Thursday 30 July 2015

Dallas, Texas: Dallas Heritage Village - Part One

Tuesday morning we set off to the Dallas Heritage Village, where authentic historic buildings have been relocated to preserve and protect the history of North Texas.  Set on around ten acres there are bout 40 historical buildings most of which you can go in, some of which are still be restored and preserved.  It was ever so interesting!

My partners in crime!  Jackie, Marti, Donna & Barbie

Which way to go first?

Looking back at the entrance...

First we saw the Citizen's Bank.  This was built in 1905 in Justin, Texas.

Banks were usually situated in the heart of downtown on a corner location and the door on the corner allowing access from adjoining streets, minimising a security risk of having two doors.  The style of this bank is known as 'Richardsonian-Romanesque' designed by the Boston architect Henry Richardson, who combined aspects of Roman architecture in his buildings. 

When you walk through the doors you see the corner counter

There s also one to the side with a security grill - I have a look inside.

Perhaps this is where a senior member sat to do their work.

The view inside - at the back various members of staff would work. 

I was surprised to see the stove in the corner - it is so hot here I can hardly imagine it ever being cold enough to need this!

At the back of the bank was the dentist....I told Mum that I didn't want to go in here!

Look!  Dr Pepper and a lion!

I point out that Dr Pepper MUST be good for you!

My friend comes to join me...she is a little apprehensive

....but I assure her that the lion won't hurt her.

One of the oldest buildings is the Miller log house built in 1847.  Apparently the reason this is called a log house and not a log cabin is because the logs were 'square hewn' which distinguishes them from from a house and not a cabin....I wasn't really sure what this meant, but I think it means the way they are cut. 

The front

The back

It is not very big and yet apparently about nine people lived in it at one time.  I go inside.

I peak through...

It is surprising light considering how low the ceilings were.  

The cabin is furnished with serviceable, well made furniture. 

Time to look around outside.

I notice a cute little building near the cabin.

I peak through the door as it was locked and we weren't allowed in.  This was a play house and had all sorts of exciting things inside that I would have liked to have played with!

It wasn't long before the Millers wanted something larger and more grand than their log house to live in....

Between the years 1855 and 1862 their big house was built, with the help of his slaves he owned at the time.   I didn't like to think that he owned people...this seems very wrong to me....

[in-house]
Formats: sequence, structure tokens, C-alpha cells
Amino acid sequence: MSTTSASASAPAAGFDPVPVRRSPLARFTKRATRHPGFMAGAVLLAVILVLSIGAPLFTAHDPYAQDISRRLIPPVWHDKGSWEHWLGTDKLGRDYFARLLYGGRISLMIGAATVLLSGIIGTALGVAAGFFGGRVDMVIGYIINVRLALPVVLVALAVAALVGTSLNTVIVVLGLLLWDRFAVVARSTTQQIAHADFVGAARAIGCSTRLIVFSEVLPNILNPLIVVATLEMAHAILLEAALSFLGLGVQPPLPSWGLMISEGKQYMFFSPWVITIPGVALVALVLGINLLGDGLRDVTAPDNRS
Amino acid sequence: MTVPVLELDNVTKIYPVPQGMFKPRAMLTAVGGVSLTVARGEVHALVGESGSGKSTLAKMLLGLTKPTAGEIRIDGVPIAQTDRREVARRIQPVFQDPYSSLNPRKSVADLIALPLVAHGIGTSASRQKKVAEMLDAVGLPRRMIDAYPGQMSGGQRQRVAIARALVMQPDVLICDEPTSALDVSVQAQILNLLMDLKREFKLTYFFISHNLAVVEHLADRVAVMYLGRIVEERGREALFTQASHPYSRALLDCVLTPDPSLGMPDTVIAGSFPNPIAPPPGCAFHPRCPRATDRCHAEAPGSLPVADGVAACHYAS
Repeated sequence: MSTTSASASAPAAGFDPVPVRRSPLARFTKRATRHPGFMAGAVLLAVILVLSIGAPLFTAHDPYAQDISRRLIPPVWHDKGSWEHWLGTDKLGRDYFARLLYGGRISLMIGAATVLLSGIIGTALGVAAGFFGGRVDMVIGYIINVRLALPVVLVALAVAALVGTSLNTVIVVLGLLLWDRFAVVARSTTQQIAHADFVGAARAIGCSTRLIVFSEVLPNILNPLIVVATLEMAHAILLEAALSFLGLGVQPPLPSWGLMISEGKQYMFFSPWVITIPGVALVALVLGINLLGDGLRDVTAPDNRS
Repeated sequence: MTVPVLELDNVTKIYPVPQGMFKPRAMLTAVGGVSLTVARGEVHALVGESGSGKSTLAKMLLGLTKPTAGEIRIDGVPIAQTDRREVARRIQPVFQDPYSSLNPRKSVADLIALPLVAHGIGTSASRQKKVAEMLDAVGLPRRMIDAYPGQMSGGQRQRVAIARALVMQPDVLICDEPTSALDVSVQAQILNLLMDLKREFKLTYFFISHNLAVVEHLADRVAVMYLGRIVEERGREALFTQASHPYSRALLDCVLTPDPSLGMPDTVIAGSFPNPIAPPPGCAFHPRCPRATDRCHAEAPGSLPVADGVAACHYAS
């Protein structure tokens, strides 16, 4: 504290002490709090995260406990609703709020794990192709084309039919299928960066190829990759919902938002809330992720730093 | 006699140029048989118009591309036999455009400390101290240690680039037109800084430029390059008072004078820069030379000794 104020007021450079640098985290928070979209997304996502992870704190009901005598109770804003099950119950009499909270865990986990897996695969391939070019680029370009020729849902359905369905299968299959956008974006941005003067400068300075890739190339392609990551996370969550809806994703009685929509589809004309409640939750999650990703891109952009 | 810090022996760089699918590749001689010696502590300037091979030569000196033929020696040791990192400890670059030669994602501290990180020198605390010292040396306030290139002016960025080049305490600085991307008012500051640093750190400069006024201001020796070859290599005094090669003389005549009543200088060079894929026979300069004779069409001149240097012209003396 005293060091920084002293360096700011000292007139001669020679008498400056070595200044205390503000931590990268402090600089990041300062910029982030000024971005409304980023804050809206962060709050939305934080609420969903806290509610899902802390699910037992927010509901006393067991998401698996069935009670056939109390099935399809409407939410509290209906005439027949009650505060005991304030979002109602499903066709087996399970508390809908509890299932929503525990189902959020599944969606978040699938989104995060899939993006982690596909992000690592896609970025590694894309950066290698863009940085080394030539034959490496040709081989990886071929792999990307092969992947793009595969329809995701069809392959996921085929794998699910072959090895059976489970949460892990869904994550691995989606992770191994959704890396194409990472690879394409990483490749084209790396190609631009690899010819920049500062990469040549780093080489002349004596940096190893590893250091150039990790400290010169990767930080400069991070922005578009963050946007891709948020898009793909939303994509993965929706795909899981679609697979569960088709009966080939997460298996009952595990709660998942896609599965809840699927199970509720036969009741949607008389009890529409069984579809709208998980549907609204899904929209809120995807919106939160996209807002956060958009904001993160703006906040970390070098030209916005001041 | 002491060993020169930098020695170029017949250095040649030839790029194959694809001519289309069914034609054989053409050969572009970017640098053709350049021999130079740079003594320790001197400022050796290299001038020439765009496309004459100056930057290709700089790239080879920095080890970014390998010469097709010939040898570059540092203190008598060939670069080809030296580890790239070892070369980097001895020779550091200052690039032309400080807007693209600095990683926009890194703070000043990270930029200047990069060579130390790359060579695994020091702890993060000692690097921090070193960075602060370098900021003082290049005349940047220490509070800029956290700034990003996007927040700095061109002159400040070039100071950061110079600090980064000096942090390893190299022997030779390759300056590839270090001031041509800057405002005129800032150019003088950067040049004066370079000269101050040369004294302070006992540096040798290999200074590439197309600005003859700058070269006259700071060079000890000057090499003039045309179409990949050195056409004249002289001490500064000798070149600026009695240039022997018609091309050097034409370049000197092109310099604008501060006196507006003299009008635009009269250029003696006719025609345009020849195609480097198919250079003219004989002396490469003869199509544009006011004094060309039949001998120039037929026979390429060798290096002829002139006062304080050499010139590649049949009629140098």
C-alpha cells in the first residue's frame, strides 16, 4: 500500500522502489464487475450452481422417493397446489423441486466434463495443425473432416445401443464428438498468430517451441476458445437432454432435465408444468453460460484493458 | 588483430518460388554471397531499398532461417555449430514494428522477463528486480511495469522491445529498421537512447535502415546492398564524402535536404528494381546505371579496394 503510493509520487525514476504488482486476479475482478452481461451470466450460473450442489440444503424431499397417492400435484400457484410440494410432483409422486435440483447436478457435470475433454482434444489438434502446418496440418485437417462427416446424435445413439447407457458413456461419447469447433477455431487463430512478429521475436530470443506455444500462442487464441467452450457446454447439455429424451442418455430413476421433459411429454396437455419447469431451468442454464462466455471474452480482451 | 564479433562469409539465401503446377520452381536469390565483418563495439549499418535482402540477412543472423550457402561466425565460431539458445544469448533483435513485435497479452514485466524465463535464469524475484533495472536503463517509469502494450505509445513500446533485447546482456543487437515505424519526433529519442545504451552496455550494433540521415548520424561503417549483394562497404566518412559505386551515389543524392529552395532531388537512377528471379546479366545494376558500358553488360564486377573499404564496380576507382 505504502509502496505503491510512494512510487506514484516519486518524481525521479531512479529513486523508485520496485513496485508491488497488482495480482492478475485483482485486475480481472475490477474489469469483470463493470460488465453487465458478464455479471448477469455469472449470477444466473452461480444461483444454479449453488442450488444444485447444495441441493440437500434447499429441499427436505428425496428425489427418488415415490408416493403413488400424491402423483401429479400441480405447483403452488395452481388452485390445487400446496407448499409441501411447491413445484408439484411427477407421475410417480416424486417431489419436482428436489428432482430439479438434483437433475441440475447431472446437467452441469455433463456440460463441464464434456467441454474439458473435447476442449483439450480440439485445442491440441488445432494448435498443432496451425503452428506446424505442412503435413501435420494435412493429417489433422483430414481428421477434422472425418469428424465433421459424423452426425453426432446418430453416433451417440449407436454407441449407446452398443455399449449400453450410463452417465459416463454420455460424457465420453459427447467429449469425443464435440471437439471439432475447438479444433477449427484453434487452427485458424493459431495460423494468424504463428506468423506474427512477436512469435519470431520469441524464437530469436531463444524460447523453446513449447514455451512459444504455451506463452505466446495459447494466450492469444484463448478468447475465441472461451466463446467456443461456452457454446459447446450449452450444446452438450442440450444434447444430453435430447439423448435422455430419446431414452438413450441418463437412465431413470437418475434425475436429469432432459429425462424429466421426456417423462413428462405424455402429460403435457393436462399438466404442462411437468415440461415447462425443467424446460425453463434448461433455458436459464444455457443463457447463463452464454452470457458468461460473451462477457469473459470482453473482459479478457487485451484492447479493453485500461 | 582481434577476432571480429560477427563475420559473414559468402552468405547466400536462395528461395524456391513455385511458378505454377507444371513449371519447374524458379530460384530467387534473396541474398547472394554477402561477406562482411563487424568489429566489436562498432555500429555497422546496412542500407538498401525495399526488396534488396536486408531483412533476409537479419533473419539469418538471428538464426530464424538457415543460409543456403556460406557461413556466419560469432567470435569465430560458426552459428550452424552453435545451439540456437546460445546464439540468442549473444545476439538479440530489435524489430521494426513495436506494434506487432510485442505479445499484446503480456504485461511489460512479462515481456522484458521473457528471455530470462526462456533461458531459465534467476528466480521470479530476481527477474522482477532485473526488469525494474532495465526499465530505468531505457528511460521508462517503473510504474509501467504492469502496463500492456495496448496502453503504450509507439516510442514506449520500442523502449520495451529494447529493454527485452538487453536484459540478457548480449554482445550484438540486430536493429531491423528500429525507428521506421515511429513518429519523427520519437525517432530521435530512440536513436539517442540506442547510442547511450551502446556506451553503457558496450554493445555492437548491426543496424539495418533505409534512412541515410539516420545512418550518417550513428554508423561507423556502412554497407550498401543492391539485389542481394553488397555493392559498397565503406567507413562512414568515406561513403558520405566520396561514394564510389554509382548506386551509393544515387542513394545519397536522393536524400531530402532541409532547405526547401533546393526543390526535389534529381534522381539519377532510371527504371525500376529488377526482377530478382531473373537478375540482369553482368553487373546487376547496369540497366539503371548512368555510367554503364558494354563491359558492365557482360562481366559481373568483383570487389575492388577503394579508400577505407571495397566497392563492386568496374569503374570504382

Apparently the house is built in 'Greek Revival' Style...they had funny names for their houses.  It just looks like a house to me, albeit a rather large one!

We sit on the porch in the shade for a while before venturing in.

The house was very grand indeed inside.

Beautiful furnishings.  You could tell this was a wealthy family

I wanted to go upstairs to have a look in the children's rooms.

I walk down the hallway.

First I see this wonderful quilt on a bed.  My Mum quilts, so was interested in seeing all the beautiful quilts that were made so long ago.

The first room we look in was the girls bedroom.

There was a helpful sign pointing out what things were.

Just look at the beautiful furniture - it was all very large as well.  You wouldn't get much of it in our bedrooms back home in England!

Dolls pram with some China head dolls.

Wash stand

Another quilt

Information about when the quilt was made.

A painting

Information telling us about this painting.

The other bed with the quilt on top and a dress or nightgown.

The bed in the far corner also had a dress/nightgown on it.

The chamber pot was cleverly hidden in this piece of furniture with a door that can close on it.

time to move on....

The master bedroom also had much to look at.

A younger child's bedroom/nursery.  I think probably a nursemaid/nanny also lived in here as there was a small bed and a sewing machine.

But enough of sewing machines, I wanted to find the boys bedroom.

It wasn't quite as exciting as I had hoped...they must have been bigger boys than me, as there weren't any toys to look at!

 A writing desk

Table & Chairs

A trunk - maybe the toys were in there?

A camera - that was a funny looking camera, that is for sure.

Copper bath.  - wouldn't get much of you in that!

We went to see the sitting room next.

Painting on the wall - apparently these were done when a child died - to reassure those in mourning that the child was being safely cared for..

Hall stand.

The back veranda/balcony was added in 1912 by daughter, Minnie

I think this must have been a well for water.

I pose for the obligatory photo before we explore what else is here.

There was so much to see and do here, and many photos taken, so our visit here will be split up into several posts.

Part Two tomorrow.